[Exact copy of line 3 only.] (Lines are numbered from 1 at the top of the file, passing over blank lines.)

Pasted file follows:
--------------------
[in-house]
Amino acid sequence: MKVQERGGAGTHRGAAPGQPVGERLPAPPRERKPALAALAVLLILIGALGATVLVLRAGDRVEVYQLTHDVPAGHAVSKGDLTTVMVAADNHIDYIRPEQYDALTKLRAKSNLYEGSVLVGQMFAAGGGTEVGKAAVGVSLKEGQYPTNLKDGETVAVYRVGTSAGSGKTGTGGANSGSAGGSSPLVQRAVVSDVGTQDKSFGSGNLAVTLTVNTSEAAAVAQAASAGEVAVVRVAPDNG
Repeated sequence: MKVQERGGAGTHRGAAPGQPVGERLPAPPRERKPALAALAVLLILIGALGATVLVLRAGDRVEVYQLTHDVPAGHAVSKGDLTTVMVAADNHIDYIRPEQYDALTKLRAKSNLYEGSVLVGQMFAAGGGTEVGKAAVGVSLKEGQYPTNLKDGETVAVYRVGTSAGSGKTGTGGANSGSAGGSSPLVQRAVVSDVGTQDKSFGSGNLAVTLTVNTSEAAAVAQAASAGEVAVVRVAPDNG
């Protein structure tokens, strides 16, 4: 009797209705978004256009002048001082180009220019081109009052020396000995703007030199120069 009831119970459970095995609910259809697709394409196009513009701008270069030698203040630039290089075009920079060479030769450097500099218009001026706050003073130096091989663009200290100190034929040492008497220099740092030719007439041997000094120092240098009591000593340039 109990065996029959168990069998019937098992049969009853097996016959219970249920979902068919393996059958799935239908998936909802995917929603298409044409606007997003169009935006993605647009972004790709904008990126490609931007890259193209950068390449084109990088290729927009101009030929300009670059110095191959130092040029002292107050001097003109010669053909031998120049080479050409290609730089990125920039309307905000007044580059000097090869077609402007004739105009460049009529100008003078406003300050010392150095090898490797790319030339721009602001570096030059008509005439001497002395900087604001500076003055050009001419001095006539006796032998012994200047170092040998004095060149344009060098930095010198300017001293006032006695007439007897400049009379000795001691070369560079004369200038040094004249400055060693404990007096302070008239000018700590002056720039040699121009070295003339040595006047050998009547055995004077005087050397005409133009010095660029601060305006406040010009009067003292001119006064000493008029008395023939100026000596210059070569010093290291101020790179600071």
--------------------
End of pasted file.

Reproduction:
Repeated sequence: MKVQERGGAGTHRGAAPGQPVGERLPAPPRERKPALAALAVLLILIGALGATVLVLRAGDRVEVYQLTHDVPAGHAVSKGDLTTVMVAADNHIDYIRPEQYDALTKLRAKSNLYEGSVLVGQMFAAGGGTEVGKAAVGVSLKEGQYPTNLKDGETVAVYRVGTSAGSGKTGTGGANSGSAGGSSPLVQRAVVSDVGTQDKSFGSGNLAVTLTVNTSEAAAVAQAASAGEVAVVRVAPDNG